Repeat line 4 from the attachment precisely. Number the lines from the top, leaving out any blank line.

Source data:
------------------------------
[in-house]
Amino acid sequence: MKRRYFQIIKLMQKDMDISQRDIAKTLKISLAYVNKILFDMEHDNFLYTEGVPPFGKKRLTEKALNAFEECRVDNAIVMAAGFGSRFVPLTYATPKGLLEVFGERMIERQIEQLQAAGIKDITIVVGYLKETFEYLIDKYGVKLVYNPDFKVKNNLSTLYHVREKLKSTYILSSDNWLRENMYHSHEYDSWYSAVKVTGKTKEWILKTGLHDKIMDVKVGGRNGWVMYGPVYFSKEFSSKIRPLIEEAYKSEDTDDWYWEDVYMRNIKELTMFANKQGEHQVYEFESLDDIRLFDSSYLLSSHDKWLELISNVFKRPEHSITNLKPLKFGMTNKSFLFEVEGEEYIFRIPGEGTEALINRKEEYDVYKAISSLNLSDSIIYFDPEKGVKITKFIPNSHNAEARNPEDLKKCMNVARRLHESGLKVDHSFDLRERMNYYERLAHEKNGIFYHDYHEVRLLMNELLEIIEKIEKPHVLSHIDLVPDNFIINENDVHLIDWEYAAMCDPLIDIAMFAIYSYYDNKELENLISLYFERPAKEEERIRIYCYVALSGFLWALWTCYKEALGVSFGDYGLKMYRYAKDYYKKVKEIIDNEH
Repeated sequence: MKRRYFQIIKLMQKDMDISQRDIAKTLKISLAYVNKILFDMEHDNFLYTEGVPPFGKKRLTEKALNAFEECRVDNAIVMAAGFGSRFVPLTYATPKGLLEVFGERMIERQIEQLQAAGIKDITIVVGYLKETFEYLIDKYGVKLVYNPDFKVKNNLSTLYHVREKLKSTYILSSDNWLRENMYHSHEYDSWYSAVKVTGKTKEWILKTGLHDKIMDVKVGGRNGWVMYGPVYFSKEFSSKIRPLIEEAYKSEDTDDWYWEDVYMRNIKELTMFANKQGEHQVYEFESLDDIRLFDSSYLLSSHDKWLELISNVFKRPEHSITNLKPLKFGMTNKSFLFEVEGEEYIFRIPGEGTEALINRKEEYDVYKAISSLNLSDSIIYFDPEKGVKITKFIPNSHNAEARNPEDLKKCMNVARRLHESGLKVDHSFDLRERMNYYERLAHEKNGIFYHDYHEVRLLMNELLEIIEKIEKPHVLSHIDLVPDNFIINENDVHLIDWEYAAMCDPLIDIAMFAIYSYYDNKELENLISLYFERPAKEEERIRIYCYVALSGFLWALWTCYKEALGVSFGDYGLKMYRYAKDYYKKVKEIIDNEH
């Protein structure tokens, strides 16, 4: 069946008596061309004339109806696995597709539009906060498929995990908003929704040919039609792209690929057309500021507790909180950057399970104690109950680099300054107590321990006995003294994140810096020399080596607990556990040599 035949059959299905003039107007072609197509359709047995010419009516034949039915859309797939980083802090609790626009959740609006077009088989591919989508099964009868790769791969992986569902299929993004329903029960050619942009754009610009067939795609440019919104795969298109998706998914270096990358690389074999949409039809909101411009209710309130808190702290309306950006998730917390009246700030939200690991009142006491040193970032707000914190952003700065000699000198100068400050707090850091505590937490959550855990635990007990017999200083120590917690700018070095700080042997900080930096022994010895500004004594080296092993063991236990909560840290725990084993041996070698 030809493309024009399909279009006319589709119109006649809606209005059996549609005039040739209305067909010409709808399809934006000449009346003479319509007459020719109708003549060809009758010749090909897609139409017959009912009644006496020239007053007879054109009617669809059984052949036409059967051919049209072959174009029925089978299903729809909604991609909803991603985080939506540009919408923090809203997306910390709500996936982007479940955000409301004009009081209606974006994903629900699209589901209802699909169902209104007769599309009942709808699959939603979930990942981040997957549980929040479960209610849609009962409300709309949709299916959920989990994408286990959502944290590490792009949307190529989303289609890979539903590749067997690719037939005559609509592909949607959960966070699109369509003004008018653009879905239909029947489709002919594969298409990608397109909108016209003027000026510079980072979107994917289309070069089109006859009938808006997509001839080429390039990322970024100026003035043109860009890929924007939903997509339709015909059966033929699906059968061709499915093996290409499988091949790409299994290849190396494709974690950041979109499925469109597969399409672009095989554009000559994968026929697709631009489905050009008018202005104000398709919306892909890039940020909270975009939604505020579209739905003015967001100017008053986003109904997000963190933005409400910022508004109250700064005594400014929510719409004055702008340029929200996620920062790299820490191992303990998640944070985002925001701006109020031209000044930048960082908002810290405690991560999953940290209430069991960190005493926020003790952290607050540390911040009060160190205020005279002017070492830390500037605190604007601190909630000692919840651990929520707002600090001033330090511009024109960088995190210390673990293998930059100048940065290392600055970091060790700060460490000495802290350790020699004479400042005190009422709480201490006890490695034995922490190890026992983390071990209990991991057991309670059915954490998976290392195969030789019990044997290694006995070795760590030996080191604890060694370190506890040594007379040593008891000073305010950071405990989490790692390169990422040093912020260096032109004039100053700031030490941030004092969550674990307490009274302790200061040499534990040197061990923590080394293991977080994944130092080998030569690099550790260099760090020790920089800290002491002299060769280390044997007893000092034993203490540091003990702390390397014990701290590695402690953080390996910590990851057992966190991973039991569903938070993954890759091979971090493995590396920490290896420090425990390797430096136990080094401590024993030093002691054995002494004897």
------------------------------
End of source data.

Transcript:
């Protein structure tokens, strides 16, 4: 069946008596061309004339109806696995597709539009906060498929995990908003929704040919039609792209690929057309500021507790909180950057399970104690109950680099300054107590321990006995003294994140810096020399080596607990556990040599 035949059959299905003039107007072609197509359709047995010419009516034949039915859309797939980083802090609790626009959740609006077009088989591919989508099964009868790769791969992986569902299929993004329903029960050619942009754009610009067939795609440019919104795969298109998706998914270096990358690389074999949409039809909101411009209710309130808190702290309306950006998730917390009246700030939200690991009142006491040193970032707000914190952003700065000699000198100068400050707090850091505590937490959550855990635990007990017999200083120590917690700018070095700080042997900080930096022994010895500004004594080296092993063991236990909560840290725990084993041996070698 030809493309024009399909279009006319589709119109006649809606209005059996549609005039040739209305067909010409709808399809934006000449009346003479319509007459020719109708003549060809009758010749090909897609139409017959009912009644006496020239007053007879054109009617669809059984052949036409059967051919049209072959174009029925089978299903729809909604991609909803991603985080939506540009919408923090809203997306910390709500996936982007479940955000409301004009009081209606974006994903629900699209589901209802699909169902209104007769599309009942709808699959939603979930990942981040997957549980929040479960209610849609009962409300709309949709299916959920989990994408286990959502944290590490792009949307190529989303289609890979539903590749067997690719037939005559609509592909949607959960966070699109369509003004008018653009879905239909029947489709002919594969298409990608397109909108016209003027000026510079980072979107994917289309070069089109006859009938808006997509001839080429390039990322970024100026003035043109860009890929924007939903997509339709015909059966033929699906059968061709499915093996290409499988091949790409299994290849190396494709974690950041979109499925469109597969399409672009095989554009000559994968026929697709631009489905050009008018202005104000398709919306892909890039940020909270975009939604505020579209739905003015967001100017008053986003109904997000963190933005409400910022508004109250700064005594400014929510719409004055702008340029929200996620920062790299820490191992303990998640944070985002925001701006109020031209000044930048960082908002810290405690991560999953940290209430069991960190005493926020003790952290607050540390911040009060160190205020005279002017070492830390500037605190604007601190909630000692919840651990929520707002600090001033330090511009024109960088995190210390673990293998930059100048940065290392600055970091060790700060460490000495802290350790020699004479400042005190009422709480201490006890490695034995922490190890026992983390071990209990991991057991309670059915954490998976290392195969030789019990044997290694006995070795760590030996080191604890060694370190506890040594007379040593008891000073305010950071405990989490790692390169990422040093912020260096032109004039100053700031030490941030004092969550674990307490009274302790200061040499534990040197061990923590080394293991977080994944130092080998030569690099550790260099760090020790920089800290002491002299060769280390044997007893000092034993203490540091003990702390390397014990701290590695402690953080390996910590990851057992966190991973039991569903938070993954890759091979971090493995590396920490290896420090425990390797430096136990080094401590024993030093002691054995002494004897």